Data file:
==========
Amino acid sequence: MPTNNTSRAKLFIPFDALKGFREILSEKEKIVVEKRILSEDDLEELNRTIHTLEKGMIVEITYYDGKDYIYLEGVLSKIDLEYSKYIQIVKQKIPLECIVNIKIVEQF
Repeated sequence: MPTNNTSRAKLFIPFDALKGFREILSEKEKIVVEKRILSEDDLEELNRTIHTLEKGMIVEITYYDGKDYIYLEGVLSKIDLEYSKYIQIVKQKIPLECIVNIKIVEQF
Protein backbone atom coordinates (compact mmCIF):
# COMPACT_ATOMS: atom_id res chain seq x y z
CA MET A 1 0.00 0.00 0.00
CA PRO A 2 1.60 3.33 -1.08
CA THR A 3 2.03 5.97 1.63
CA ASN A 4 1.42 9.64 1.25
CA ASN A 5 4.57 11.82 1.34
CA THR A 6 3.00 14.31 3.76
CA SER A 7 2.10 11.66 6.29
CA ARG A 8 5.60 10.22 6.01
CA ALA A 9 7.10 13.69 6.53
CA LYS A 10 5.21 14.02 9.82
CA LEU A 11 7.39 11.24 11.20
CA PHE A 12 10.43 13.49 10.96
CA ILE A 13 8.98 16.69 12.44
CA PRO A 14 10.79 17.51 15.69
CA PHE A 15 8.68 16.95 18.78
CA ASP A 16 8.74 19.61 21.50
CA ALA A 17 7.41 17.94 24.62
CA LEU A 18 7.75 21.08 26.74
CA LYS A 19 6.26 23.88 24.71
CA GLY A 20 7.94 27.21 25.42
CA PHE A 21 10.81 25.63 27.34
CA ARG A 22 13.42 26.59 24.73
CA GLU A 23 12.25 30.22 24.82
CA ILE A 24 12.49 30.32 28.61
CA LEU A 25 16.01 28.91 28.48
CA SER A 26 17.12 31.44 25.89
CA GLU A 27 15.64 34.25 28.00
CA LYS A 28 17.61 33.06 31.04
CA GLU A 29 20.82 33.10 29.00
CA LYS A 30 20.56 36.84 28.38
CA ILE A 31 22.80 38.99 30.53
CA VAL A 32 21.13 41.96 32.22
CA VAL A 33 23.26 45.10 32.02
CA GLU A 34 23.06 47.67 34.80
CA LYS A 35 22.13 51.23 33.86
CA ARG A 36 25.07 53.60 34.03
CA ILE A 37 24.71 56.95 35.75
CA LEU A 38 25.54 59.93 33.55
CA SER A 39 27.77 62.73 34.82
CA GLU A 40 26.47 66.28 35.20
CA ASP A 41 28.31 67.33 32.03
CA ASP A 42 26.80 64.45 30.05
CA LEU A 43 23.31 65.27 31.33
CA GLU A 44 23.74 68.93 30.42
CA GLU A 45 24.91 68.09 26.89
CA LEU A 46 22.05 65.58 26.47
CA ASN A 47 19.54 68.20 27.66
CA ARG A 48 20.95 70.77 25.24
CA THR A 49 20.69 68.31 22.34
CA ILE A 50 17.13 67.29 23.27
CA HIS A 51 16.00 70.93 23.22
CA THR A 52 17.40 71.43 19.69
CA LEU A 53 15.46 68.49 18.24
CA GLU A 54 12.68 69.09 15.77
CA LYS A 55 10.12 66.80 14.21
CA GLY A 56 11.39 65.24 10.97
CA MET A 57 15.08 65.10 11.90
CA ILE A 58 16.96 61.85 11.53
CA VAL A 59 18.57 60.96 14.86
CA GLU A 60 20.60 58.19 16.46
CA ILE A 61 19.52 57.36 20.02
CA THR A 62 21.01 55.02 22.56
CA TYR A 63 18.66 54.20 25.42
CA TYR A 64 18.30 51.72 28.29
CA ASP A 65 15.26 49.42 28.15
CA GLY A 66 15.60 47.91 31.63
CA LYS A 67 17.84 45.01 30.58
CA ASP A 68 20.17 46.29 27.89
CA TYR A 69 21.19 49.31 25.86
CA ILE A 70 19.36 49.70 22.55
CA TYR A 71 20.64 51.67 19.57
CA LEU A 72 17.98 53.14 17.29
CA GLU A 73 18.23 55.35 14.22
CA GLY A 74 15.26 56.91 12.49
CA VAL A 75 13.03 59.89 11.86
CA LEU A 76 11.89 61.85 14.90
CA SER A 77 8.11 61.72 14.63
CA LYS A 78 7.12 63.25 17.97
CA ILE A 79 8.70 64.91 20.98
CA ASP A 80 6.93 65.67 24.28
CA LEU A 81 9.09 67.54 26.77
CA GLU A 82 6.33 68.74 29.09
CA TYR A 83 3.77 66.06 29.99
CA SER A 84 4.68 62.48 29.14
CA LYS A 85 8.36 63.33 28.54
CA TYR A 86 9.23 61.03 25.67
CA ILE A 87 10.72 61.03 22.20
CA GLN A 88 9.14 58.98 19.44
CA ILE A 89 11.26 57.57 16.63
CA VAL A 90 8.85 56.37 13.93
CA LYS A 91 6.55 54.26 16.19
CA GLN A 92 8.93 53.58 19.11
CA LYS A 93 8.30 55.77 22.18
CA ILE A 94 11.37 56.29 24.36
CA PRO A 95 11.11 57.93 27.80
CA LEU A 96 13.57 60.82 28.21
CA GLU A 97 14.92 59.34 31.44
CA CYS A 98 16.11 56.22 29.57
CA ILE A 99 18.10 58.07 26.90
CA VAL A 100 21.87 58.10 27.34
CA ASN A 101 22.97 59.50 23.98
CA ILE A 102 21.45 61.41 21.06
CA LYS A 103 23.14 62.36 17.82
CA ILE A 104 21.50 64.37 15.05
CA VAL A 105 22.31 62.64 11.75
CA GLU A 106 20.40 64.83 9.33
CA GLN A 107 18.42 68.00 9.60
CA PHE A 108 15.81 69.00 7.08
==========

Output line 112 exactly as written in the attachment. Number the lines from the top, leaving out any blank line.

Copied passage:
CA PHE A 108 15.81 69.00 7.08